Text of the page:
In this work we investigate the response of daily electricity peak load to daily maximum temperatures across states in Europe and India. We propose a method that decomposes short- from medium/long-run effects, retains the high frequency nature of the load-weather covariation and treats economic growth as a modulating factor. By simultaneously exploiting variation in unexpected daily weather anomalies and decade-long climatic changes in each location we decompose transitory - intensive margin - adjustments from permanent - extensive margin - adjustments. We find that the shocks over the long-run differ substantially from the short-run dynamics. Furthermore, we find evidence that per capita income modulates the adjustments over the short- and long-run. We project that in response to climate change around 2050 the peak load may increase by up to 20%-30% in Southern Europe and in several states in India, depending on the degree of warming and the evolution of socio-economic conditions. Even with a limited scope to two world regions, we identify that the structure of the economy and differences in future income growth matter in shaping the adaptation to climate change. Our decomposition allows to identify how future weather anomalies can further amplify the relative increase associated to the shift in the climate norm. Assuming that the interannual variability of maximum temperatures follows the distribution observed in the past, we find a doubling of the impacts of climate change during the summer in Europe. Uncertainty around the distribution of future weather anomalies may lead to further unexpected peak load amplifications. Our results have important policy implications for power systems’ generation capacity, transmission and storage, as we show that the challenges to accommodate the peak load in days with extreme temperatures may substantially increase already around mid-century.

Intensive and extensive margins of the peak load: Measuring adaptation with mixed frequency panel data

Colelli F. P.
;
2023-01-01

Abstract

In this work we investigate the response of daily electricity peak load to daily maximum temperatures across states in Europe and India. We propose a method that decomposes short- from medium/long-run effects, retains the high frequency nature of the load-weather covariation and treats economic growth as a modulating factor. By simultaneously exploiting variation in unexpected daily weather anomalies and decade-long climatic changes in each location we decompose transitory - intensive margin - adjustments from permanent - extensive margin - adjustments. We find that the shocks over the long-run differ substantially from the short-run dynamics. Furthermore, we find evidence that per capita income modulates the adjustments over the short- and long-run. We project that in response to climate change around 2050 the peak load may increase by up to 20%-30% in Southern Europe and in several states in India, depending on the degree of warming and the evolution of socio-economic conditions. Even with a limited scope to two world regions, we identify that the structure of the economy and differences in future income growth matter in shaping the adaptation to climate change. Our decomposition allows to identify how future weather anomalies can further amplify the relative increase associated to the shift in the climate norm. Assuming that the interannual variability of maximum temperatures follows the distribution observed in the past, we find a doubling of the impacts of climate change during the summer in Europe. Uncertainty around the distribution of future weather anomalies may lead to further unexpected peak load amplifications. Our results have important policy implications for power systems’ generation capacity, transmission and storage, as we show that the challenges to accommodate the peak load in days with extreme temperatures may substantially increase already around mid-century.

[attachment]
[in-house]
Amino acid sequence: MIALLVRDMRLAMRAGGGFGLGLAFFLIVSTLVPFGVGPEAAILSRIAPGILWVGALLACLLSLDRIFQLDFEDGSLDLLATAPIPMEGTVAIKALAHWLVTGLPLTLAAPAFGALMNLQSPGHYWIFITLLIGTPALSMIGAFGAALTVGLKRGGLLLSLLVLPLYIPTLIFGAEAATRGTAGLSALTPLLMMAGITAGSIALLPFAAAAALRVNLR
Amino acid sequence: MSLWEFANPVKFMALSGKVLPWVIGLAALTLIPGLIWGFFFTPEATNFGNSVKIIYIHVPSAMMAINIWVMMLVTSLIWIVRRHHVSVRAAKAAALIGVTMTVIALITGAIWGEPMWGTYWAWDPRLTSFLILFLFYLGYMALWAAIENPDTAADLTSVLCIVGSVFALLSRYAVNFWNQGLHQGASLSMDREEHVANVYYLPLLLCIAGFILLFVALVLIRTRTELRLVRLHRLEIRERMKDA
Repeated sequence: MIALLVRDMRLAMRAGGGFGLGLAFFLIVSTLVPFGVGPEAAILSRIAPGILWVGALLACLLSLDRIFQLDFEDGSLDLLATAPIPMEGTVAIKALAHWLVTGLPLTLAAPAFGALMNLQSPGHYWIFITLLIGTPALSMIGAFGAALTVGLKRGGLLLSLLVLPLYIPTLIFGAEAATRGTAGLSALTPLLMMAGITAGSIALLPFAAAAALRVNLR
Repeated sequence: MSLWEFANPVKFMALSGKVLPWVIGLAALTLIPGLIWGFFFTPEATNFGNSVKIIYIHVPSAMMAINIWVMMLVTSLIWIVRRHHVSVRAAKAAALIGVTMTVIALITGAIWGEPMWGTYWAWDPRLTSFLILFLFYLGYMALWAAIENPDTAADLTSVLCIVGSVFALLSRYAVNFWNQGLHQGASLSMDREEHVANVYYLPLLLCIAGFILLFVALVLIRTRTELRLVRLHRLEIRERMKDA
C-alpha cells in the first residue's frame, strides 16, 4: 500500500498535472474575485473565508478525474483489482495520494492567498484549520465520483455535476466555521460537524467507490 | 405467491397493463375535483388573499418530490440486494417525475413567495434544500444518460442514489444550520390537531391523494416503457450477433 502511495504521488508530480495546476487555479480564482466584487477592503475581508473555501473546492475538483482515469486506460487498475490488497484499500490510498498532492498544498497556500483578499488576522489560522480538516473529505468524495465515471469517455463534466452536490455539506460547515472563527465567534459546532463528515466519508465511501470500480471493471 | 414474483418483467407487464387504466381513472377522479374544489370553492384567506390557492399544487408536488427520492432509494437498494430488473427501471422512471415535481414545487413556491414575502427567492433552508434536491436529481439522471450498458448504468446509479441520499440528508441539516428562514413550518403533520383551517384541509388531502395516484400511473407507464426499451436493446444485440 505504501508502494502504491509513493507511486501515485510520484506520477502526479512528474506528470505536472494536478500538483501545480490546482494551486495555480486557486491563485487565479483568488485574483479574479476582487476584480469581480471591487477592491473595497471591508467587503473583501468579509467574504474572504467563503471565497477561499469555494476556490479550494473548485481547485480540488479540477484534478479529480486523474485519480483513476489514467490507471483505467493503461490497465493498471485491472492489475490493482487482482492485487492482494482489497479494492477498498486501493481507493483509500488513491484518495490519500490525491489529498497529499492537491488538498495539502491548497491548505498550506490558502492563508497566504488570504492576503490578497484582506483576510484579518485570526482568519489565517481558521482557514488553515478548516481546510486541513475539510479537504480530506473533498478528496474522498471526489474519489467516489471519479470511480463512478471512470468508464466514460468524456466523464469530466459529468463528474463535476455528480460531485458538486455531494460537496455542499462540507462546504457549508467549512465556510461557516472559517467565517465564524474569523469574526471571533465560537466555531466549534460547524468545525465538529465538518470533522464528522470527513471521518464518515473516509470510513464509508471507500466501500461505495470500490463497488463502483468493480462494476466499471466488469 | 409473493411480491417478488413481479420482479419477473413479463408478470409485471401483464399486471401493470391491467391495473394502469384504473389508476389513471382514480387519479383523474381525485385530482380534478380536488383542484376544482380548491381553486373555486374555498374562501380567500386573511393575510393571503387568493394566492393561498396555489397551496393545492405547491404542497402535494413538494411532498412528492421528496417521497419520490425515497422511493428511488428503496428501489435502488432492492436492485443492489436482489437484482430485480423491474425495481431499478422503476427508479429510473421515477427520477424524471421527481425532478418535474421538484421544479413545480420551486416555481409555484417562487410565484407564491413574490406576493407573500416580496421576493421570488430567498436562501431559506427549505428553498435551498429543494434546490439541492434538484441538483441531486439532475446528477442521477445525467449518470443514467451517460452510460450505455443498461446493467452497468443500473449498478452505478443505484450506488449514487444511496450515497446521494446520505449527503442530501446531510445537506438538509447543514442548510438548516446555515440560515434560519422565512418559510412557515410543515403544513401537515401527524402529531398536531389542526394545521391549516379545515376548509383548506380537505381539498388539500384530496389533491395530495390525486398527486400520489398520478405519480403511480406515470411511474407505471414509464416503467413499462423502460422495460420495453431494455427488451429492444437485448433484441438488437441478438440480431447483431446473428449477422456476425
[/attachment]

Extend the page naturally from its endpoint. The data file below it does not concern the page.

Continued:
2023
126
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Utilizza questo identificativo per citare o creare un link a questo documento: https://hdl.handle.net/10278/5037526
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